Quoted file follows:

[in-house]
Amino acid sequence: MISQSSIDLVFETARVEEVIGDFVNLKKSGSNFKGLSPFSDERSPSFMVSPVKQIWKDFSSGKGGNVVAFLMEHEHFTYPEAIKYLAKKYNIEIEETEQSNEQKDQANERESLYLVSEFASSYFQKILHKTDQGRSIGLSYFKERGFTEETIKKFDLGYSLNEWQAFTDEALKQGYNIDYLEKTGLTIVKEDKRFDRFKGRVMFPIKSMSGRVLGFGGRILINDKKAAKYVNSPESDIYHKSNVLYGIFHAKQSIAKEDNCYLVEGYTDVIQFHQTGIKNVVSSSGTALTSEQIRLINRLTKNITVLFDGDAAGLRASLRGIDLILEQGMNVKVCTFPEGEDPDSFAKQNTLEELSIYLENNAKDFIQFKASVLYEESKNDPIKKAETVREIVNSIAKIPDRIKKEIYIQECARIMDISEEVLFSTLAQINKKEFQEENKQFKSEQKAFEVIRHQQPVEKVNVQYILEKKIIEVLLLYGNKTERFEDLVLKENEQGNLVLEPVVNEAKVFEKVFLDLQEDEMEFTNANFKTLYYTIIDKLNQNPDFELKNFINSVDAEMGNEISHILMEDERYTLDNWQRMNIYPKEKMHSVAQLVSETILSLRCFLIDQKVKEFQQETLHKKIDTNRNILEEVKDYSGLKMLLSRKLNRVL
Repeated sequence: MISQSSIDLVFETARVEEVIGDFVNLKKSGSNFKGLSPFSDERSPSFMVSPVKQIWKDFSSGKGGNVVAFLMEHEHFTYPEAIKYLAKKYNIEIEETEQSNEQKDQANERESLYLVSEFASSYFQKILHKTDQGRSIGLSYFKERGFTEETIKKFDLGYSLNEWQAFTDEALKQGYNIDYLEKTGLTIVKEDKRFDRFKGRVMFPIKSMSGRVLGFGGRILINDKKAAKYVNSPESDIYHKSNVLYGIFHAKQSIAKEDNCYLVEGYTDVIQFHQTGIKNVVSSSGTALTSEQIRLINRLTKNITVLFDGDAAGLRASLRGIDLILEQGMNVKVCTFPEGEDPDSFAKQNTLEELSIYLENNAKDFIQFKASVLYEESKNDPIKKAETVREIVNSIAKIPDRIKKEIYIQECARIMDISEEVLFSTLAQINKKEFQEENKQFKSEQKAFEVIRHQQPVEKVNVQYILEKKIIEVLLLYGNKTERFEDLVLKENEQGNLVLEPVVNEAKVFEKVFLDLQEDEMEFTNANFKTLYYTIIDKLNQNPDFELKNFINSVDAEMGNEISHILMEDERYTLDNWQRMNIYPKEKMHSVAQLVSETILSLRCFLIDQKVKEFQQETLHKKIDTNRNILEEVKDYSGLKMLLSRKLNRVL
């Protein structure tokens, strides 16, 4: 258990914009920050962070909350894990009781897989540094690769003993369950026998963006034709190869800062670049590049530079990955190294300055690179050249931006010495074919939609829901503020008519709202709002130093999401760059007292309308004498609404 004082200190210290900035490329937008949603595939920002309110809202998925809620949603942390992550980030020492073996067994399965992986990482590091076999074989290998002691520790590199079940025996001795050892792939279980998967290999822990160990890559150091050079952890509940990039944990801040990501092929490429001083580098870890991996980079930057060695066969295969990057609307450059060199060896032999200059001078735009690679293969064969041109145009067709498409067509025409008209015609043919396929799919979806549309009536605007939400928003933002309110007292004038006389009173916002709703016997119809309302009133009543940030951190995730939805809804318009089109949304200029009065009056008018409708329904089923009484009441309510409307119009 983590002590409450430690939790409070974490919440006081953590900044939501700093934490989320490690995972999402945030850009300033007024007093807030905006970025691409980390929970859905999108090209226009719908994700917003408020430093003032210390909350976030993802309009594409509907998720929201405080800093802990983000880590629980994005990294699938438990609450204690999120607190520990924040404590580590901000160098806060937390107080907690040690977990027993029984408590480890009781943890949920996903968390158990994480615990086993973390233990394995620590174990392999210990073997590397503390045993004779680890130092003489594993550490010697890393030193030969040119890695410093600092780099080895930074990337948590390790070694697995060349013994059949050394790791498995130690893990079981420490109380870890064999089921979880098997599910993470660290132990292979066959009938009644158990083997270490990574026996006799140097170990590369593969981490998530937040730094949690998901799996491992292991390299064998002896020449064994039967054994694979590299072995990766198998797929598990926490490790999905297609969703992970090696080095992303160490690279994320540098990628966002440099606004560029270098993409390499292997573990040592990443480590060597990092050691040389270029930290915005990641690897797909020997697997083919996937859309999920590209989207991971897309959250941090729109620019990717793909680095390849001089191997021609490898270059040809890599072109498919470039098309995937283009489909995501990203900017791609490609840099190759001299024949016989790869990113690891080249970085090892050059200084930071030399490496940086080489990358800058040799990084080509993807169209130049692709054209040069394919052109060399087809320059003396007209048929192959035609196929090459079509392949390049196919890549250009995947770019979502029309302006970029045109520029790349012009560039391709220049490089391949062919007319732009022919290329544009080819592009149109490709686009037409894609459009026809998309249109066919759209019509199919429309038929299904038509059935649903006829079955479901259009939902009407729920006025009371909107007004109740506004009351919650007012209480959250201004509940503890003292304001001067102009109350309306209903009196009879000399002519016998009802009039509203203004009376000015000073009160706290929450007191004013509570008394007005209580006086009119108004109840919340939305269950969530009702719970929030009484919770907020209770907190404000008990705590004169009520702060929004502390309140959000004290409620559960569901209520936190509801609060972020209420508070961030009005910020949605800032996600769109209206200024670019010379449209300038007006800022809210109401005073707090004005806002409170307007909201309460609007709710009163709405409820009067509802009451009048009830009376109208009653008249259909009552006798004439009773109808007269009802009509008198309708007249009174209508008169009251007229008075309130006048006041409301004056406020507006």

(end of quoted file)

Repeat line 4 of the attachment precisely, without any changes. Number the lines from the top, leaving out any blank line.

């Protein structure tokens, strides 16, 4: 258990914009920050962070909350894990009781897989540094690769003993369950026998963006034709190869800062670049590049530079990955190294300055690179050249931006010495074919939609829901503020008519709202709002130093999401760059007292309308004498609404 004082200190210290900035490329937008949603595939920002309110809202998925809620949603942390992550980030020492073996067994399965992986990482590091076999074989290998002691520790590199079940025996001795050892792939279980998967290999822990160990890559150091050079952890509940990039944990801040990501092929490429001083580098870890991996980079930057060695066969295969990057609307450059060199060896032999200059001078735009690679293969064969041109145009067709498409067509025409008209015609043919396929799919979806549309009536605007939400928003933002309110007292004038006389009173916002709703016997119809309302009133009543940030951190995730939805809804318009089109949304200029009065009056008018409708329904089923009484009441309510409307119009 983590002590409450430690939790409070974490919440006081953590900044939501700093934490989320490690995972999402945030850009300033007024007093807030905006970025691409980390929970859905999108090209226009719908994700917003408020430093003032210390909350976030993802309009594409509907998720929201405080800093802990983000880590629980994005990294699938438990609450204690999120607190520990924040404590580590901000160098806060937390107080907690040690977990027993029984408590480890009781943890949920996903968390158990994480615990086993973390233990394995620590174990392999210990073997590397503390045993004779680890130092003489594993550490010697890393030193030969040119890695410093600092780099080895930074990337948590390790070694697995060349013994059949050394790791498995130690893990079981420490109380870890064999089921979880098997599910993470660290132990292979066959009938009644158990083997270490990574026996006799140097170990590369593969981490998530937040730094949690998901799996491992292991390299064998002896020449064994039967054994694979590299072995990766198998797929598990926490490790999905297609969703992970090696080095992303160490690279994320540098990628966002440099606004560029270098993409390499292997573990040592990443480590060597990092050691040389270029930290915005990641690897797909020997697997083919996937859309999920590209989207991971897309959250941090729109620019990717793909680095390849001089191997021609490898270059040809890599072109498919470039098309995937283009489909995501990203900017791609490609840099190759001299024949016989790869990113690891080249970085090892050059200084930071030399490496940086080489990358800058040799990084080509993807169209130049692709054209040069394919052109060399087809320059003396007209048929192959035609196929090459079509392949390049196919890549250009995947770019979502029309302006970029045109520029790349012009560039391709220049490089391949062919007319732009022919290329544009080819592009149109490709686009037409894609459009026809998309249109066919759209019509199919429309038929299904038509059935649903006829079955479901259009939902009407729920006025009371909107007004109740506004009351919650007012209480959250201004509940503890003292304001001067102009109350309306209903009196009879000399002519016998009802009039509203203004009376000015000073009160706290929450007191004013509570008394007005209580006086009119108004109840919340939305269950969530009702719970929030009484919770907020209770907190404000008990705590004169009520702060929004502390309140959000004290409620559960569901209520936190509801609060972020209420508070961030009005910020949605800032996600769109209206200024670019010379449209300038007006800022809210109401005073707090004005806002409170307007909201309460609007709710009163709405409820009067509802009451009048009830009376109208009653008249259909009552006798004439009773109808007269009802009509008198309708007249009174209508008169009251007229008075309130006048006041409301004056406020507006």